We — that is, all of humanity — basically live in the dark. We can see very little of what’s around us in the universe. Even in our own solar system there are who-knows-how-many rocks of various types and sizes whizzing around in what we think of as the emptiness of space. One astronomer said, regarding the asteroids, etc., that pass through the Earth’s orbit, that if we could flip on the lights in our solar system and see everything, it would be rather disconcerting.
But the physical universe isn’t the only dark in which we live.
We face the darkness every time we look into the future. Of course we make plans based on what probably will happen, but nobody knows for sure. Everyone has encountered the unknowableness of the future in ways both positive and negative.
We face the darkness when we look at the basic questions of our lives. Where did we come from? Is human life an accident or something more? Why are we here? Is there really a purpose to our lives? What happens when we die? Is that the end? Does all of what makes me me simply disintegrate into nothingness?
While there are many joys of Christmas — time with loved ones, the giving and receiving of gifts, decorating our homes, feasting on delicious food — the core joy of Christmas is that, out of love for His creation, the Creator of the universe has not left us in the dark.
The prophet Isaiah wrote the following about the Messiah several hundred years before Jesus was born:
The people who walked in darkness
have seen a great light;
those who dwelt in a land of deep darkness,
on them has light shone.
Isaiah 9:2 (ESV)
God has shown his light on the impenetrable darkness of our lives. The message of Christmas is that the light of God is the light of love.
Christmas is the beginning of the end of the darkness. We cannot penetrate the darkness on our own, but on Christmas day we celebrate that Christ, the Savior — the light of the world — is born.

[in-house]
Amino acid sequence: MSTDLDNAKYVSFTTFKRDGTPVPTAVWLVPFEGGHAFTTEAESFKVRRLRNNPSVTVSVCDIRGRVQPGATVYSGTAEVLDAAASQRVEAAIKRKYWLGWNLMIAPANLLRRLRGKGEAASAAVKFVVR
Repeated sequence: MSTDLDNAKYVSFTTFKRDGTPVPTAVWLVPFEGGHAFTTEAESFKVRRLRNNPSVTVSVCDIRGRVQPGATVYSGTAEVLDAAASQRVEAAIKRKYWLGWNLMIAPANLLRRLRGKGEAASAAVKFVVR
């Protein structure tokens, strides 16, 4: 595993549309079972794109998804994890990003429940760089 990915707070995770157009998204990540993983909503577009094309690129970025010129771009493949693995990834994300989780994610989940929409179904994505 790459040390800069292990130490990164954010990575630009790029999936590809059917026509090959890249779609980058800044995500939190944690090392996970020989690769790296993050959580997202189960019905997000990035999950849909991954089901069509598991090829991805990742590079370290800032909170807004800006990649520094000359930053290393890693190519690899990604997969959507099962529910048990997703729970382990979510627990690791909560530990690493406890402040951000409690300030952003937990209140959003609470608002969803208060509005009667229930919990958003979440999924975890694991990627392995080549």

God has not left us to languish in the obscurity we face on a daily basis. He sent his Son into the world to rescue us from the land of deep darkness.
Where did we come from? God created us. We are not accidents. There may be accidental parents but there are no accidental children.
Why are we here? To live in love. God created us to live in harmony with Him and with one another. Even though that harmony has been shattered by sin, God has begun the process of restoration by sending his Son into the world. His reign begins in the hearts of those who trust and follow him. Jesus of Nazareth, whose birth we celebrate on Christmas day, is our:
Wonderful Counselor, Mighty God,
Everlasting Father, Prince of Peace.
Isaiah 9:6b (ESV)
What happens when we die? I can’t tell you exactly, but I can tell you that it is going to be wonderful, amazing, fantastic, joyful beyond description. Those who have been given a glimpse of heaven struggle (and fail) to adequately describe it in human language (e.g. streets of gold, clear as glass).
Some who are reading this are feeling the darkness acutely right now. If that is you, remember that even in the worst moments, you are the object of God’s tenderest affection. It is precisely because of the brokenness in this world that God sent the Savior whose birth we celebrate.
The core celebration of Christmas is the celebration of God’s answering the most profound and disquieting questions of human existence with a resounding, “I love you!” God’s great love for us compelled him to action, shining the light of his love, forgiveness and new life on those who dwell in a land of deep darkness.
Amid all the wonderful things that the Christmas season brings to our lives, take some quiet time to contemplate the deepest gift of Christmas: light in a dark world. And be open to opportunities to share that light with others, letting God’s love compel you to action in loving others.
Oh, yeah! Merry Christmas, for sure!